The present invention seeks to overcome the perceived disadvantages of previously known control devices. The present invention includes an apparatus for generating and controlling a source of vacuum produced from a source of pressurized air that is positioned remote from the vacuum operated work holding devices themselves, thereby allowing for a remote control system over a plurality of vacuum operated work holding devices. The present invention also includes the ability to increase the vacuum flow rate available to the vacuum operated work holding devices within the system by increasing the number of venturis engaged in the sub-atmospheric pressure generating system.
The vacuum control apparatus of the present invention includes venturi means for generating sub-atmospheric pressure in response to flow of pressurized air. First valve means can selectively supply a flow of pressurized air to the venturi means. Manifold passage means connect at least two venturi means to one another. The manifold passage means includes first and second passages, wherein the first passage connects the venturi means to the source of pressurized air through the first valve means and the second passage is connected to the sub-atmospheric pressure region of the venturi means. Second valve means can selectively supply a flow of pressurized air to the second passage for rapidly releasing the vacuum between the vacuum operated work holding device and the workpiece. Valve control means can selectively control the first and second valve means.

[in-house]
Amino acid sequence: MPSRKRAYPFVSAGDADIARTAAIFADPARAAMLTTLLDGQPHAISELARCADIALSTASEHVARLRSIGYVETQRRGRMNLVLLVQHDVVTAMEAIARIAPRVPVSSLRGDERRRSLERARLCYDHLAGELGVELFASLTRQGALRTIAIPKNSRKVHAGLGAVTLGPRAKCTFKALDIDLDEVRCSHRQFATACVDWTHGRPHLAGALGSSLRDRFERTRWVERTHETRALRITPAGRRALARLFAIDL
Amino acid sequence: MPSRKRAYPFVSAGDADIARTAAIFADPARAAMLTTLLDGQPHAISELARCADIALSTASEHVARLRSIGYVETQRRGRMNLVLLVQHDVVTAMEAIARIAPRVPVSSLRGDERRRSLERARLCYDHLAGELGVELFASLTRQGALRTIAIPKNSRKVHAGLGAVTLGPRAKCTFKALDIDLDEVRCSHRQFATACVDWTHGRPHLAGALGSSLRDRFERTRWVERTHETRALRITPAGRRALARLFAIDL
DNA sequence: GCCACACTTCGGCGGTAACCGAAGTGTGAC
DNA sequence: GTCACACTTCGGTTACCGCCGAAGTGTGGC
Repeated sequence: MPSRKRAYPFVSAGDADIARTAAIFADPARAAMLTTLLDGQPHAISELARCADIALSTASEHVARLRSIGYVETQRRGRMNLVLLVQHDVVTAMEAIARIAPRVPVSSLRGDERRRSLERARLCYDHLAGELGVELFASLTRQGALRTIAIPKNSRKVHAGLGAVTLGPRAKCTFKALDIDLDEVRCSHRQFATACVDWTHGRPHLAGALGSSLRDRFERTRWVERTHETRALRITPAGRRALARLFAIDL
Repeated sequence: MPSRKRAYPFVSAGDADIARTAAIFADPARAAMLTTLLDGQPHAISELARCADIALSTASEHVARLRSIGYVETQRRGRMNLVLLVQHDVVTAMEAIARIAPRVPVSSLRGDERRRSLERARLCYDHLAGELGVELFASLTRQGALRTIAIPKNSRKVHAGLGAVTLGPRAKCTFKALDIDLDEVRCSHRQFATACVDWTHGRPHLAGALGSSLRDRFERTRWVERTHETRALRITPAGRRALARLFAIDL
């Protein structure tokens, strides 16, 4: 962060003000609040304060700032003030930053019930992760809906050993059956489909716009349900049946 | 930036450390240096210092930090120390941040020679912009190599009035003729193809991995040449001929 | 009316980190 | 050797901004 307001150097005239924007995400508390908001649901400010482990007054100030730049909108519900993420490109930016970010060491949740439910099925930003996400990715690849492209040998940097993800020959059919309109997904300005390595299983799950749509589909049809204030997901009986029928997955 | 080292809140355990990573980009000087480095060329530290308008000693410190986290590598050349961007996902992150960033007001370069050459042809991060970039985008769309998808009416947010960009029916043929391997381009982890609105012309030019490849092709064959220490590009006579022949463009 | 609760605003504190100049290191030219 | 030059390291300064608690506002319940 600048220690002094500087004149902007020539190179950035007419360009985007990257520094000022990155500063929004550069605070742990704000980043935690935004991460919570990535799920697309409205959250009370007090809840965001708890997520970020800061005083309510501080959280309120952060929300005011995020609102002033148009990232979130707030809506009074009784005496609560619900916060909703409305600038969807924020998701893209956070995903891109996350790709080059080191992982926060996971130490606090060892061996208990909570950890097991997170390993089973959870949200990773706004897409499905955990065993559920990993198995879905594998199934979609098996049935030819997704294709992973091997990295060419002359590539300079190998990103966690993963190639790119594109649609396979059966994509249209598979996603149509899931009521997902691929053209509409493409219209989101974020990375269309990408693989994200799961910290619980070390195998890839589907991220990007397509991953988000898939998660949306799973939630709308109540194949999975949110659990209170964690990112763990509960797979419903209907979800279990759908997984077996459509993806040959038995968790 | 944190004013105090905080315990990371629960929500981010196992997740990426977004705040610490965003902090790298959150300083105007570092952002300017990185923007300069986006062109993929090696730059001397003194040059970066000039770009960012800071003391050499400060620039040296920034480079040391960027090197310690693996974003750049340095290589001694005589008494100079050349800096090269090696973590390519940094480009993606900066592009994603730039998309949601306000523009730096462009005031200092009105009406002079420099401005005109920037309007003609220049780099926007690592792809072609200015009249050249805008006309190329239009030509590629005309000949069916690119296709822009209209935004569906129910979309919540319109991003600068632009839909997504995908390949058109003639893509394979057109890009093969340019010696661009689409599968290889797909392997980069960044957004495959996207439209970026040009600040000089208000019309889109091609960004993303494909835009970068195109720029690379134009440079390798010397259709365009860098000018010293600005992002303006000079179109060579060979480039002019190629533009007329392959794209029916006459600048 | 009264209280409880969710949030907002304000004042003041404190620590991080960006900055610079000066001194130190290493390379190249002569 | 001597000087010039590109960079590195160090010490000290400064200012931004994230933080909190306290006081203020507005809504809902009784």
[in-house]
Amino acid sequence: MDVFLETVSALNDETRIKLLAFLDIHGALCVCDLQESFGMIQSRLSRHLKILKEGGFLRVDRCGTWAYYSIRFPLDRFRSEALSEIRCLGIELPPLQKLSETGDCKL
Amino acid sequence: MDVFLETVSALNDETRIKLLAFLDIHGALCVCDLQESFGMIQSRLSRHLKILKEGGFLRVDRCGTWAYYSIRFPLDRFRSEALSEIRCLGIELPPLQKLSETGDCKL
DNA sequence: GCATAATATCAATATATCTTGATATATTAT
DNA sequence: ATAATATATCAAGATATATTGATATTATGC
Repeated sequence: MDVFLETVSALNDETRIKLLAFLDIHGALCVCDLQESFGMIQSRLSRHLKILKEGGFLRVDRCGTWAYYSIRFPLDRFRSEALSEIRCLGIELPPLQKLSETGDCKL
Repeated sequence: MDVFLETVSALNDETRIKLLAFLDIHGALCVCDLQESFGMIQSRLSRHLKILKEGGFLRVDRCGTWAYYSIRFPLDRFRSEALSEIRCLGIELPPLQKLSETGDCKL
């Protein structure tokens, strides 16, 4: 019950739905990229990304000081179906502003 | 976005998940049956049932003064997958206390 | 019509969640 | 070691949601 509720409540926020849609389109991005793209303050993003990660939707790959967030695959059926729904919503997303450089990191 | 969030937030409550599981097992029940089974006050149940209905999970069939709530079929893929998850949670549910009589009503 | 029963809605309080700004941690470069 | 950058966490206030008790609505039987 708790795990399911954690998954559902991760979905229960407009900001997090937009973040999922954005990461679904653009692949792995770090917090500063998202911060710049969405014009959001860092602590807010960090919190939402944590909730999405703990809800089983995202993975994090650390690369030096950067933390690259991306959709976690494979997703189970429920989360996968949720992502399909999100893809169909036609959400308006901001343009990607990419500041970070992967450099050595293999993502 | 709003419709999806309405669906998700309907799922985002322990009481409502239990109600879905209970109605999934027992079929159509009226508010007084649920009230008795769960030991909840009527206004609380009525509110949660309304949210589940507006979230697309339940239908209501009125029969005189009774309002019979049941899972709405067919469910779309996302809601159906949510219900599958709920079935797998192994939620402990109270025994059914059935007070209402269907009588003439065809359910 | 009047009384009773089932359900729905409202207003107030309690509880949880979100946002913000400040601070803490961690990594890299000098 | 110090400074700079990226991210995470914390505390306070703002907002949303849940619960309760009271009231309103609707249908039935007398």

The manifold passage means preferably includes two vertically extending passageways. A horizontal passageway has a first port on a front surface and communicates with one of the vertical passageways. The horizontal passageway branches to connect to a venturi port on both side surfaces of the manifold passage means. The venturi ports connect to the sub-atmospheric pressure region of venturi means connected on both sides of the manifold passage means. A second independent horizontal passage within the manifold means connects a second port formed in the front surface of the manifold passage means to venturi pressurized air inlet ports on both side surfaces of the manifold passage means. Of course, the passages may be disposed in any desired orientation with one another and the terms vertical and horizontal are used for the sake of description and clarity, rather than as words of limitation. It should be clear to those skilled in the art that the passages may be placed in any physical orientation desired, that is to say that the device may be placed with the vertical passages in the horizontal orientation, and the horizontal passages in the vertical orientation without affecting the operation of the apparatus.